posted on Apr, 7 2018 @ 02:10 PM
I did a lot of research on this subject about nine years ago or so. I had testers and copper pegs hooked up to trees and found very ultra high
voltage on the bark of the trees here, it did not matter what time of day or night. It was not related to photosynthesis. I was going to tap into
this power to utilize to make an outside light or inside lights. It could easily power a LED light to light a path. I researched how to harness this
energy and what were necessary factors to harness it and identify potential.
Well, I spent a lot of time studying and thinking about this. It is a charge on every tree, even on your house. It is sort of like the surface
tension on top of a lake. How something collects this charge and holds it is essential to define how hard something is. Everything, including us has
this charge, it is everywhere. When you touch your finger to the desk, both you and the desk have this charge, that energy actually is what touches,
if your finger touched the desk without this charge it would weld to the desk.
On a tree, at ground level it is about 200 volts, seventy feet up it is over 2000 volts approximately. Remember, you need to make a circuit to the
ground to utilize this, running through a coil to raise the amps and lower the volts. I did accomplish this but I never did go the next step to
reduce the voltage and raise the amps to match the LED bulbs I bought, they are dinky single units at one point five volts each. You have to use the
high voltage to induce a secondary voltage.
Someone had invented an outside light that utilized this. It was patented, the guy sold the patent, it was buried. I could not refind the articles
about this patent.
So it works. The thing is that there seems to be an unlimited amount of energy on the outside of the tree running up or down. but the tree needs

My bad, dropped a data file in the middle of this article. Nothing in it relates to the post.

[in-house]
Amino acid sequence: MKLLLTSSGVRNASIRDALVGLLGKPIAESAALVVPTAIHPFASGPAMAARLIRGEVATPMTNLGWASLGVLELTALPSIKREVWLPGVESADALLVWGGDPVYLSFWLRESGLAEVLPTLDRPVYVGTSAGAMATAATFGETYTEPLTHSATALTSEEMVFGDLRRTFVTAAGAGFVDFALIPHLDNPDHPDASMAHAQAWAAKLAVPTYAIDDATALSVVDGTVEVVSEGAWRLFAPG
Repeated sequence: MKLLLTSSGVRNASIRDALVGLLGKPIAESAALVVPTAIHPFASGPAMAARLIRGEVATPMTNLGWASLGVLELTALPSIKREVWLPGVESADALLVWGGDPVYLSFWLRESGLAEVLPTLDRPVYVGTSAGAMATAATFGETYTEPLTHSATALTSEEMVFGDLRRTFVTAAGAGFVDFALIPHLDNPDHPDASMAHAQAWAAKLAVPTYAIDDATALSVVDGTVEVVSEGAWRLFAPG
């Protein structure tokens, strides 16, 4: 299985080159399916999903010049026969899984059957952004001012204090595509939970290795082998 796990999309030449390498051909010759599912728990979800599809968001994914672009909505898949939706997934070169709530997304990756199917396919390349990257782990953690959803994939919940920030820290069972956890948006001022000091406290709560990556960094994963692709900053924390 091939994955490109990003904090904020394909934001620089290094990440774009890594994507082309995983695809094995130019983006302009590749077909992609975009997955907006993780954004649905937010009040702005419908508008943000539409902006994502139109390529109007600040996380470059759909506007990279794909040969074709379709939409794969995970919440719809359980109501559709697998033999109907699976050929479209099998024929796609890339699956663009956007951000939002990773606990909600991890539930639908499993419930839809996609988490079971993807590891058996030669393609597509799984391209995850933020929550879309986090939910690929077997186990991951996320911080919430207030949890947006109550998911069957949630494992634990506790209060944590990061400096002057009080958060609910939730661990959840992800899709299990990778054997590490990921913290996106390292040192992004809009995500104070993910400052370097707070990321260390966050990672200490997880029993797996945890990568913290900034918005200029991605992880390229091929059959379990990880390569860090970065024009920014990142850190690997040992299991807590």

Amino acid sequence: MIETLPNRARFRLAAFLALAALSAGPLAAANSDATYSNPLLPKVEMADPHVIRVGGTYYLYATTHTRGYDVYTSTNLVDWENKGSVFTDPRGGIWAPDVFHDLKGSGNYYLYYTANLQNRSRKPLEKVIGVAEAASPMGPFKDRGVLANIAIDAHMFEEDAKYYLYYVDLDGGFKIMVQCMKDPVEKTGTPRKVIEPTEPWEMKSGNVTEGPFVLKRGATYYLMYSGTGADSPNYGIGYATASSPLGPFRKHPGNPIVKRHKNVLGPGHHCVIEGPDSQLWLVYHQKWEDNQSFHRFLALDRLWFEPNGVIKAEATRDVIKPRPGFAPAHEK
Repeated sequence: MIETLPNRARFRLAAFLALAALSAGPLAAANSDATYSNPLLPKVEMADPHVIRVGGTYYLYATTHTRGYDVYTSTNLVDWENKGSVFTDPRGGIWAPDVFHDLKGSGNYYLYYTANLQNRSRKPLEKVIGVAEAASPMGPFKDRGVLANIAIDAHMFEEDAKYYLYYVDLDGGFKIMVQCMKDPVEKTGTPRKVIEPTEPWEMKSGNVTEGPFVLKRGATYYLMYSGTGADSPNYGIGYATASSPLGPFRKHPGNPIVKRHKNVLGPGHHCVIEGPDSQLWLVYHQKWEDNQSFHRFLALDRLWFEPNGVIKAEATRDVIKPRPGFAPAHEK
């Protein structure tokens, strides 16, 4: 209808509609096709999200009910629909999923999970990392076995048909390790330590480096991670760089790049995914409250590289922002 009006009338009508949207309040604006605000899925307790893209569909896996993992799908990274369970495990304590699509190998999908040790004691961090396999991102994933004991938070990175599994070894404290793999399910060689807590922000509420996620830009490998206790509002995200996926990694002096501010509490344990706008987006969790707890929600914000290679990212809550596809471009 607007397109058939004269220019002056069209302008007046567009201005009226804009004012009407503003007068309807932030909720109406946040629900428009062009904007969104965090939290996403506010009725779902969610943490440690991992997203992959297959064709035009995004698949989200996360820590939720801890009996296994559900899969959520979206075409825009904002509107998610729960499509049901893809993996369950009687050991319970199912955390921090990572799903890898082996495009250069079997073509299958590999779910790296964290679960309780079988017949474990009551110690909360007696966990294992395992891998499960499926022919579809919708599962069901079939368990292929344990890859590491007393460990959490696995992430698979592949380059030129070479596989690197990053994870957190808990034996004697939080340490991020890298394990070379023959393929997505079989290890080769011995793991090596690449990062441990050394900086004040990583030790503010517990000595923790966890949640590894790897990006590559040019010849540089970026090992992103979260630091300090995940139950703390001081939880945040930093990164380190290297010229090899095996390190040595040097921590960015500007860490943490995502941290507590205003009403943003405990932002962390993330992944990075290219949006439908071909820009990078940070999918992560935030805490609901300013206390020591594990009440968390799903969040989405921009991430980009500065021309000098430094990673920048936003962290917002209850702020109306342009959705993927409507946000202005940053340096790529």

this energy to survive. I do not think taking a little off the tree will hurt, but I know people, they will try to suck every drop of energy out of
the forest just to make a buck. This has more potential to hurt our ecosystem than many other inventions and technology. The environment around my
house uses that energy to thrive. You have to connect the electrolytes of the soil to this to work properly, proper soil and mineral density is
I decided I was not going to continue persuing this power source, it is great for running some house lights, but more than that is not advisable. On
top of that, a copper wire is required to shuffle the electricity, hooking a wire to a tree to your house is not wise if you live on a hill like I do.
Not during a thunderstorm anyway, I know two people who did that, both learned the hard way not to do that with copper wire. A tree is better at
conducting radio signals than a TV antenna.
Don't hook your cable to the tree, you will fry your TV if there is a lightning strike.
I could easily get power to run an outside light from a tree. You might be able to fire up a florescent tube just by holding it against a tree in
This surface charge on your house actually dampens the heat from creating currents to go outside. The same type of surface charge is used to reflect
heat from your furnace ducts. It keeps the duct cool to the touch wit two hundred degree air blowing through it. Removing the charge from the ground
means it might cost more to heat your house, that charge is not endless, it is limited in an area. That charge is necessary for the health of the
ecosystem in the area.